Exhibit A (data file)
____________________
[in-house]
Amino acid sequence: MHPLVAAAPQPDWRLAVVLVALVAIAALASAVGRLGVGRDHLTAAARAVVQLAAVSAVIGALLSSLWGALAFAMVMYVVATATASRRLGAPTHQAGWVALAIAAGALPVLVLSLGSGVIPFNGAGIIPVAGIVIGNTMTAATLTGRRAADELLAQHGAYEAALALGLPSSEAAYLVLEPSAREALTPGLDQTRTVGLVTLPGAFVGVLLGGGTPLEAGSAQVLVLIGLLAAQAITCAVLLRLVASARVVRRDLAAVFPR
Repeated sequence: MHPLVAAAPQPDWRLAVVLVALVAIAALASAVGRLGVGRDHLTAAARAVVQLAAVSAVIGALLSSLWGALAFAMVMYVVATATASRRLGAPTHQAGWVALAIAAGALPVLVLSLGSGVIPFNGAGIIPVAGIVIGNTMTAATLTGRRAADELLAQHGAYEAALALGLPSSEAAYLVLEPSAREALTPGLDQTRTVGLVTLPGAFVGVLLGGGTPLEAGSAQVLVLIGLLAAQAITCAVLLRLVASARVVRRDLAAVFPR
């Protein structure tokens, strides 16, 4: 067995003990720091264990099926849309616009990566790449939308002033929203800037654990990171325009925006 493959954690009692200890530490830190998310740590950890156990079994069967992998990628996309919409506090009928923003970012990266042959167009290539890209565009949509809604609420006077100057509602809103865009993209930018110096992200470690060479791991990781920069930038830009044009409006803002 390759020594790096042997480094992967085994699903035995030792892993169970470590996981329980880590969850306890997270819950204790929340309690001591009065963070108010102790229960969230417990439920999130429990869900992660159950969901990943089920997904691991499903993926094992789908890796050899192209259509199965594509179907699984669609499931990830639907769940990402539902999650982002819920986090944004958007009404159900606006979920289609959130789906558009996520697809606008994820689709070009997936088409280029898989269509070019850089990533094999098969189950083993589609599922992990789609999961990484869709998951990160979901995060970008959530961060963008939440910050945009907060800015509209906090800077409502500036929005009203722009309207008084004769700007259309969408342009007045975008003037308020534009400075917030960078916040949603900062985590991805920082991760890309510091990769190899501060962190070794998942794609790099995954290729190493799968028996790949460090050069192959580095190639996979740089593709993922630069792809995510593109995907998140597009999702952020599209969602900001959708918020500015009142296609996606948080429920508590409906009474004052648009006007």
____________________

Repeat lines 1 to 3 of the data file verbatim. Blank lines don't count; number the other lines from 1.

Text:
[in-house]
Amino acid sequence: MHPLVAAAPQPDWRLAVVLVALVAIAALASAVGRLGVGRDHLTAAARAVVQLAAVSAVIGALLSSLWGALAFAMVMYVVATATASRRLGAPTHQAGWVALAIAAGALPVLVLSLGSGVIPFNGAGIIPVAGIVIGNTMTAATLTGRRAADELLAQHGAYEAALALGLPSSEAAYLVLEPSAREALTPGLDQTRTVGLVTLPGAFVGVLLGGGTPLEAGSAQVLVLIGLLAAQAITCAVLLRLVASARVVRRDLAAVFPR
Repeated sequence: MHPLVAAAPQPDWRLAVVLVALVAIAALASAVGRLGVGRDHLTAAARAVVQLAAVSAVIGALLSSLWGALAFAMVMYVVATATASRRLGAPTHQAGWVALAIAAGALPVLVLSLGSGVIPFNGAGIIPVAGIVIGNTMTAATLTGRRAADELLAQHGAYEAALALGLPSSEAAYLVLEPSAREALTPGLDQTRTVGLVTLPGAFVGVLLGGGTPLEAGSAQVLVLIGLLAAQAITCAVLLRLVASARVVRRDLAAVFPR